Attested: Ardua ravenatone at position 9 in the Ravenna Cosmography, as two distinct words but not separated by the dot that separates most names.
Where: in Cornwall, possibly on the south coast.
Name origin: Latin ardua ‘steep places’ could fit any of Cornwall's sea cliffs. The PIE root *erədh- ‘high’ also led to Cornish ardh ‘high place’ and its Celtic cognates such as Irish aird. Raven- has no easy explanation in Latin or Celtic, but it survives as a word in Germanic languages, notably OE hræfn ‘raven’ from PIE *ker- ‘caw’. (The word is onomatopoeic and could have existed in other language families.) The ending –atone resembles early Germanic words for ‘to show, to appear’, such as OE æteowan or Gothic at-augjan (literally ‘at eyes’) related to modern Dutch tonen.
Notes: The meaning ‘raven-showing cliffs’ is persuasive because birds were important to ancient sailors as a sign that land was nearby. For example, Iceland was allegedly discovered after Hrafna-Flóki released hungry caged ravens and watched which way they flew. Ravenna itself, an important sea port ruled by Goths in the Cosmographer's time, but which has no agreed etymology, may even have been named from ravens. Cornwall's county bird, the chough, is one of many corvids that might also have been called ravens. One possible location is the tip of the Lizard Peninsula, where there would have been Veneti sailors revenant ‘returning’ to Cornwall. Ptolemy's Αβραουαννου river mouth was beside the Machar peninsula of Galloway, which is almost a twin of the Lizard, in shape and was the terminus of an ancient trade route by sea across the North Channel to Ireland.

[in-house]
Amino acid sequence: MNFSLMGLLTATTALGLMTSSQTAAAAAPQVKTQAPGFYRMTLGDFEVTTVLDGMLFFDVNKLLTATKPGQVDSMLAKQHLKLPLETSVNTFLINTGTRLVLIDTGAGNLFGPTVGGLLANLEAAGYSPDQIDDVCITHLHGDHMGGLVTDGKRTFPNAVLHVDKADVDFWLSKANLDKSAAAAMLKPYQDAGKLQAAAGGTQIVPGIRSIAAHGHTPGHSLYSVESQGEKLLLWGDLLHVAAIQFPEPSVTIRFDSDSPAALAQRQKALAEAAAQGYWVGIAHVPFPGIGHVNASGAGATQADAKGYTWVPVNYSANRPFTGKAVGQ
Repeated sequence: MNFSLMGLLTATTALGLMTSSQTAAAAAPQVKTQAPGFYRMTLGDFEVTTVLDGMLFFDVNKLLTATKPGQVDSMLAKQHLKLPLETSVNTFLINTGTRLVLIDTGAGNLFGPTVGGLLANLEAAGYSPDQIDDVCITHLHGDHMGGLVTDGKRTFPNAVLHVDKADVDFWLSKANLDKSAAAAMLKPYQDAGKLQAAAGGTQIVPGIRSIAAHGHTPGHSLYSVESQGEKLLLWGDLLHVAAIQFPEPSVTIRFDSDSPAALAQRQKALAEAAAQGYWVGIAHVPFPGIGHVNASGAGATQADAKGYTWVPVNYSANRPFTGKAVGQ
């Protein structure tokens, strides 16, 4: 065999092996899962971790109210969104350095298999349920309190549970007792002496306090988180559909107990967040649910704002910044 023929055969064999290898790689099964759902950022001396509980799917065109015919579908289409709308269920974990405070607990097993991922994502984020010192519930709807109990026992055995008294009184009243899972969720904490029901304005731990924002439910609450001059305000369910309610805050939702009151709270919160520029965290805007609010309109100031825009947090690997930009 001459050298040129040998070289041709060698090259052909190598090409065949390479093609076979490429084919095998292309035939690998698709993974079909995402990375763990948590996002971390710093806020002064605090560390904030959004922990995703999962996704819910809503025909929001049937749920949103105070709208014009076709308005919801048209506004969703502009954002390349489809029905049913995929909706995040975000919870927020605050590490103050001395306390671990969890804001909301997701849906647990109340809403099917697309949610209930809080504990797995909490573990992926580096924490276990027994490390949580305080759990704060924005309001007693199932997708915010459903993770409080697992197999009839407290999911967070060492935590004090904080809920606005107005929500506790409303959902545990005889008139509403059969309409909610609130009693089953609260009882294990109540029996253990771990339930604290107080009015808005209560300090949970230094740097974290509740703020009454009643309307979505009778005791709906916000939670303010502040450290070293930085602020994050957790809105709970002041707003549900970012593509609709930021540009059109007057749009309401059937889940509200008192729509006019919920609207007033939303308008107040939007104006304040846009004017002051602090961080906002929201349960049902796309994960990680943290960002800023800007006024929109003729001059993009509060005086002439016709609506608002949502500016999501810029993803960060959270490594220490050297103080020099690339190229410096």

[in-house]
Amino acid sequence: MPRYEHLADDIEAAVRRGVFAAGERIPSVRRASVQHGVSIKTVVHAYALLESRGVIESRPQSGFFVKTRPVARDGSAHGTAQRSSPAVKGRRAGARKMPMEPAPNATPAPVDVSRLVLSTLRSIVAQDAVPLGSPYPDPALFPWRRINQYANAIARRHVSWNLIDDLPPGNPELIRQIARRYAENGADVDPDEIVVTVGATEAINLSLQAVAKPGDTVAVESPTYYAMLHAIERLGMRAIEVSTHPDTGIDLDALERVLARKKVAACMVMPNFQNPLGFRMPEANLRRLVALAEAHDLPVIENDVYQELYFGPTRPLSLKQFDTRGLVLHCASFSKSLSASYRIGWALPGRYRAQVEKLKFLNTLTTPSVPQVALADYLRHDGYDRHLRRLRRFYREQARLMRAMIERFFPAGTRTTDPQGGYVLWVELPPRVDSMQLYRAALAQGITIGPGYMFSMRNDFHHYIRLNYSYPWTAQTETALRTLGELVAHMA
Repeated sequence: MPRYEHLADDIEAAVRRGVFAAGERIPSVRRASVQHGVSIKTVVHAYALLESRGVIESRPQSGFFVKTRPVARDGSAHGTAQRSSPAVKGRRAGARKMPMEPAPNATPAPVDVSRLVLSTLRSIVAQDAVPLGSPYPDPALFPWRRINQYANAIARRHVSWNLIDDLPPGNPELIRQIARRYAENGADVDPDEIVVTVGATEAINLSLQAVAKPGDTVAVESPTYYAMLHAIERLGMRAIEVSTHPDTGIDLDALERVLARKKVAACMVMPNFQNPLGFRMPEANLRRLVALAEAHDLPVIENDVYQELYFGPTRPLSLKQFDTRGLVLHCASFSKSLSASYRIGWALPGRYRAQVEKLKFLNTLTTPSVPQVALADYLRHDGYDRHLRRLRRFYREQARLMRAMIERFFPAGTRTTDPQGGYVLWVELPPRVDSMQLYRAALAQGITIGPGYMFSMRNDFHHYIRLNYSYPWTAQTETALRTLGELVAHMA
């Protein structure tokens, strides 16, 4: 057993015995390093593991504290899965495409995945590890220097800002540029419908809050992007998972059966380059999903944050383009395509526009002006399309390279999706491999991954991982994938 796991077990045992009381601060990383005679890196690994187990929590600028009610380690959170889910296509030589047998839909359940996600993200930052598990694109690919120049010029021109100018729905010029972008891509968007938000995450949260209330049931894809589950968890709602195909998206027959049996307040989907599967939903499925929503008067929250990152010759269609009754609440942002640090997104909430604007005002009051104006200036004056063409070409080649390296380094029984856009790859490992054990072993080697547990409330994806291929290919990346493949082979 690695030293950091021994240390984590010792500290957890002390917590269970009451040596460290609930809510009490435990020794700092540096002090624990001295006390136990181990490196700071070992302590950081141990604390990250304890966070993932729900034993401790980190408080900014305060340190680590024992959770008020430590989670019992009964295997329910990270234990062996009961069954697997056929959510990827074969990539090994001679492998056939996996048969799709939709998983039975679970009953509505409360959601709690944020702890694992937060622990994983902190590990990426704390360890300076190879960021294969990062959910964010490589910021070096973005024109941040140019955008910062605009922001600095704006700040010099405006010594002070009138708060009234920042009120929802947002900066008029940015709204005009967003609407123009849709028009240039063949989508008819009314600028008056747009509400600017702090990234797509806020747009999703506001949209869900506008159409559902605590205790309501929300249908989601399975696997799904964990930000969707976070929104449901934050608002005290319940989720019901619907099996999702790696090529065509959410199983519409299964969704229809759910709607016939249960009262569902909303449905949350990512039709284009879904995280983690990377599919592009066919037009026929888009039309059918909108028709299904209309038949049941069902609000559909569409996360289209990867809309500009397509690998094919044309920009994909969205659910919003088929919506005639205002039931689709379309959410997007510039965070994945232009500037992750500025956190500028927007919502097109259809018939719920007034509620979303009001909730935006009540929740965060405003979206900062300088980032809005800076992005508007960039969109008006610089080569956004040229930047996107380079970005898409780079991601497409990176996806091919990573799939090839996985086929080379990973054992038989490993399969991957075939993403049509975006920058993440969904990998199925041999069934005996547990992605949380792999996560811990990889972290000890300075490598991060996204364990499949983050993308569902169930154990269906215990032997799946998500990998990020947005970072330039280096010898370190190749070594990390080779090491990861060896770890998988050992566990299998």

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Last edited: 18 March 2020 To main Menu